During the 2011-12 school year, there were a total of 86 students attending classes in Innertkirchen. There was one kindergarten class with a total of 10 students in the municipality. The municipality had 3 primary classes and 50 students. Of the primary students, 4.0% were permanent or temporary residents of Switzerland (not citizens) and 2.0% have a different mother language than the classroom language. During the same year, there was one lower secondary class with a total of 26 students. There were 15.4% who were permanent or temporary residents of Switzerland (not citizens) and 7.7% have a different mother language than the classroom language.[27]

As of  2000, there were a total of 108 students attending any school in the municipality. Of those, 105 both lived and attended school in the municipality, while 3 students came from another municipality. During the same year, 33 residents attended schools outside the municipality.[21]


The Meiringen-Innertkirchen Bahn in Innertkirchen

Innertkirchen is the terminus of the local Meiringen–Innertkirchen railway, a metre gauge railway, which links the village with Meiringen railway station in the nearby town of Meiringen. Connection can be made here with the Brünigbahn railway from Interlaken to Lucerne. Construction of the proposed Grimsel Tunnel would provide addition train travel to the south towards Oberwald railway station.


  1. ^ a b "Arealstatistik Standard - Gemeinden nach 4 Hauptbereichen". Federal Statistical Office. Retrieved 13 January 2019.
  2. ^ "Ständige Wohnbevölkerung nach Staatsangehörigkeitskategorie Geschlecht und Gemeinde; Provisorische Jahresergebnisse; 2018". Federal Statistical Office. 9 April 2019. Retrieved 11 April 2019.
  3. ^ a b Nomenklaturen – Amtliches Gemeindeverzeichnis der Schweiz (in German) accessed 13 December 2014
  4. ^ a b c d e Innertkirchen in German, French and Italian in the online Historical Dictionary of Switzerland.
  5. ^ a b c d Gadmen in German, French and Italian in the online Historical Dictionary of Switzerland.
  6. ^ Arealstatistik Standard - Gemeindedaten nach 4 Hauptbereichen
  7. ^ a b Swiss Federal Statistical Office-Land Use Statistics 2009 data (in German) accessed 25 March 2010
  8. ^ Amtliches Gemeindeverzeichnis der Schweiz published by the Swiss Federal Statistical Office (in German) accessed 12 December 2013
  9. ^ Flags of the accessed 16 January 2014
  10. ^ "Ständige und nichtständige Wohnbevölkerung nach institutionellen Gliederungen, Geburtsort und Staatsangehörigkeit". (in German). Swiss Federal Statistical Office - STAT-TAB. 31 December 2019. Retrieved 6 October 2020.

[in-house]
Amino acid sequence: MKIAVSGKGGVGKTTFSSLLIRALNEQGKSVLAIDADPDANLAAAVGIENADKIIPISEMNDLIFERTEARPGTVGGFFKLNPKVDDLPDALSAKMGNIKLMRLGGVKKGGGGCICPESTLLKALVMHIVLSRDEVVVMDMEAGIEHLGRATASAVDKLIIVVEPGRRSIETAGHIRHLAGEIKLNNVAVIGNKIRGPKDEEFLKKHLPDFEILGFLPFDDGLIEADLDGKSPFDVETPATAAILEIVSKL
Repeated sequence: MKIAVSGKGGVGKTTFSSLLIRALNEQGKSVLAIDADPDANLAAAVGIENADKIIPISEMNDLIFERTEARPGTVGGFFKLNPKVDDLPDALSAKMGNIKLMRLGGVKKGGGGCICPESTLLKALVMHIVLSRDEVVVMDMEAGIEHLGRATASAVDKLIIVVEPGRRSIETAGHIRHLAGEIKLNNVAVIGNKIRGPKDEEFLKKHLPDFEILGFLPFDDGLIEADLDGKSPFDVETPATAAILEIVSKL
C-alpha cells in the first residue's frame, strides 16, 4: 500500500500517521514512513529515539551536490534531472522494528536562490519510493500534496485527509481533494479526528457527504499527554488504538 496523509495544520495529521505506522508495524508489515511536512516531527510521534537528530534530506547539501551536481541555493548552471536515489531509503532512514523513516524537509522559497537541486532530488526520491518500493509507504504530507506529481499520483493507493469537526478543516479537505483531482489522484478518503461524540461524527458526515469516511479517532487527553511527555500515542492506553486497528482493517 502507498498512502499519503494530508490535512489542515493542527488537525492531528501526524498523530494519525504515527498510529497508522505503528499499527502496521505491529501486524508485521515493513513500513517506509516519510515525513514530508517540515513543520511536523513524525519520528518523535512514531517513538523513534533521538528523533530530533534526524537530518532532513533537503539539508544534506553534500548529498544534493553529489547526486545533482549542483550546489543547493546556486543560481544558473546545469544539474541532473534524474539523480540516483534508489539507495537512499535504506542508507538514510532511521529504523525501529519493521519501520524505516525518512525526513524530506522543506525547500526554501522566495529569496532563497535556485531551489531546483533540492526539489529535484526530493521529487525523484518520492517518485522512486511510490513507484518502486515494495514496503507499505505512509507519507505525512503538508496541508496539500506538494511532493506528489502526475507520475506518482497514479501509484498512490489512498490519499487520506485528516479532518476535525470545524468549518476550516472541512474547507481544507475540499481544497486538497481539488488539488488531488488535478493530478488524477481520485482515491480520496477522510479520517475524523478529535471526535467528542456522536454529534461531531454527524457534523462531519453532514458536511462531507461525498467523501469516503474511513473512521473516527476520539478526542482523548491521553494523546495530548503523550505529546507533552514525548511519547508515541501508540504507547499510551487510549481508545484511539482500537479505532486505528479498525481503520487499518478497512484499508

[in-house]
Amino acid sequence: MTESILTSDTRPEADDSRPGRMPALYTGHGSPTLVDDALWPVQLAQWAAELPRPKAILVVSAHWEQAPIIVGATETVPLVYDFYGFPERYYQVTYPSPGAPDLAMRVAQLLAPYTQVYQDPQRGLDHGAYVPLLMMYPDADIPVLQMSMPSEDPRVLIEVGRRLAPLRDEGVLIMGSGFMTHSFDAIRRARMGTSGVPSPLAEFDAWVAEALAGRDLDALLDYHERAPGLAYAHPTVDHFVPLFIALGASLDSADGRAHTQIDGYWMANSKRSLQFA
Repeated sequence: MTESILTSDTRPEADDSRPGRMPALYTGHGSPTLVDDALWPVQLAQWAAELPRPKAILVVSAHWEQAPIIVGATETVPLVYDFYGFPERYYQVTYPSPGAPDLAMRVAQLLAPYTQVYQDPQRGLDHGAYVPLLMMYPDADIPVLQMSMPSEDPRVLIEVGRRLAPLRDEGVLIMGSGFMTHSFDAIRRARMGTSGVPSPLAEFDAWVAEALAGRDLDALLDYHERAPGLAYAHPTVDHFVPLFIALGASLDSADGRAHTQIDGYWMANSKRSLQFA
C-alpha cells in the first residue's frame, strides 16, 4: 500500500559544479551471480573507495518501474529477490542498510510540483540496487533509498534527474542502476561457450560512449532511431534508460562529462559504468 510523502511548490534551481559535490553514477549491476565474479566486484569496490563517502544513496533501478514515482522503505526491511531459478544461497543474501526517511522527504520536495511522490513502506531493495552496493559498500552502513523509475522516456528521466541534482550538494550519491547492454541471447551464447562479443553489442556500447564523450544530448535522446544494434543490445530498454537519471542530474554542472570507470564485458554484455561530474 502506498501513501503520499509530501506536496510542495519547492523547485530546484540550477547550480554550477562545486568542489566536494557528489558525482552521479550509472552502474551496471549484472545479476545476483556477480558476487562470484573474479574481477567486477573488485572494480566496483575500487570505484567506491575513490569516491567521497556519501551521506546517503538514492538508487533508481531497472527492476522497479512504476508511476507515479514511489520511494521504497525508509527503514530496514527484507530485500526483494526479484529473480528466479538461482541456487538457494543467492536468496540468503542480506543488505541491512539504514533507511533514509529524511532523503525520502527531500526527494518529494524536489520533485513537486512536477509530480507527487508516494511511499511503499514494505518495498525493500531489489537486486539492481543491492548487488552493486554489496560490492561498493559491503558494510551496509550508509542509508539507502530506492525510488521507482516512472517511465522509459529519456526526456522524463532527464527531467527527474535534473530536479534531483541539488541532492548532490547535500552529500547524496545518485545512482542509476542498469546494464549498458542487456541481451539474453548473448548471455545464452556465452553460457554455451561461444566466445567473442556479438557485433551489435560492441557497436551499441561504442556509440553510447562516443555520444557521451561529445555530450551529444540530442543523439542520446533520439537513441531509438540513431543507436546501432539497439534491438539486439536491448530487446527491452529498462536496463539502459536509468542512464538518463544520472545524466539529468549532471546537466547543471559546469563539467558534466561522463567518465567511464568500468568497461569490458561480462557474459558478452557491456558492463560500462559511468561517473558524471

11. ^ a b c d e Swiss Federal Statistical Office Archived 2016-01-05 at the Wayback Machine accessed 16 January 2014
  12. ^ a b c d e STAT-TAB Datenwürfel für Thema 40.3 - 2000 Archived 2014-04-09 at the Wayback Machine (in German) accessed 2 February 2011
  13. ^ Statistical office of the Canton of Bern (in German) accessed 4 January 2012
  14. ^ Swiss Federal Statistical Office - Haushaltsgrösse Archived 2014-10-06 at the Wayback Machine (in German) accessed 8 May 2013
  15. ^ Swiss Federal Statistical Office STAT-TAB - Datenwürfel für Thema 09.2 - Gebäude und Wohnungen Archived 2014-09-07 at the Wayback Machine (in German) accessed 28 January 2011
  16. ^ Statistischer Atlas der Schweiz - Anteil Einfamilienhäuser am gesamten Gebäudebestand, 2011 accessed 17 June 2013
  17. ^ Federal Statistical Office STAT-TAB Bevölkerungsentwicklung nach Region, 1850-2000 Archived 2012-03-17 at the Wayback Machine (in German) accessed 29 January 2011
  18. ^ "Kantonsliste A-Objekte". KGS Inventar (in German). Federal Office of Civil Protection. 2009. Archived from the original on 28 June 2010. Retrieved 25 April 2011.
  19. ^ Swiss Federal Statistical Office 2011 Election Archived 2013-11-14 at the Wayback Machine (in German) accessed 8 May 2012
  20. ^ Swiss Federal Statistical Office STAT-TAB Betriebszählung: Arbeitsstätten nach Gemeinde und NOGA 2008 (Abschnitte), Sektoren 1-3 Archived 2014-12-25 at the Wayback Machine (in German) accessed 28 January 2011
  21. ^ a b Swiss Federal Statistical Office - Statweb Archived 2012-08-04 at (in German) accessed 24 June 2010
  22. ^ Statistischer Atlas der Schweiz - Steuerbelastung, 2011 Politische Gemeinden (in German) accessed 15 May 2013
  23. ^ Swiss Federal Tax Administration - Grafische Darstellung der Steuerbelastung 2011 in den Kantonen (in German and French) accessed 17 June 2013
  24. ^ Federal Tax Administration Report Direkte Bundessteuer - Natürliche Personen - Gemeinden - Steuerjahr 2009 Archived 2014-10-06 at the Wayback Machine (in German and French) accessed 15 May 2013
  25. ^ Statistischer Atlas der Schweiz - Bezüger/-innen von Sozialhilfeleistungen (Sozialhilfeempfänger/-innen), 2011 accessed 18 June 2013
  26. ^ EDK/CDIP/IDES (2010). Kantonale Schulstrukturen in der Schweiz und im Fürstentum Liechtenstein / Structures Scolaires Cantonales en Suisse et Dans la Principauté du Liechtenstein (PDF) (Report). Retrieved 24 June 2010.
  27. ^ Schuljahr 2011/12 pdf document(in German) accessed 9 May 2013

External linksEdit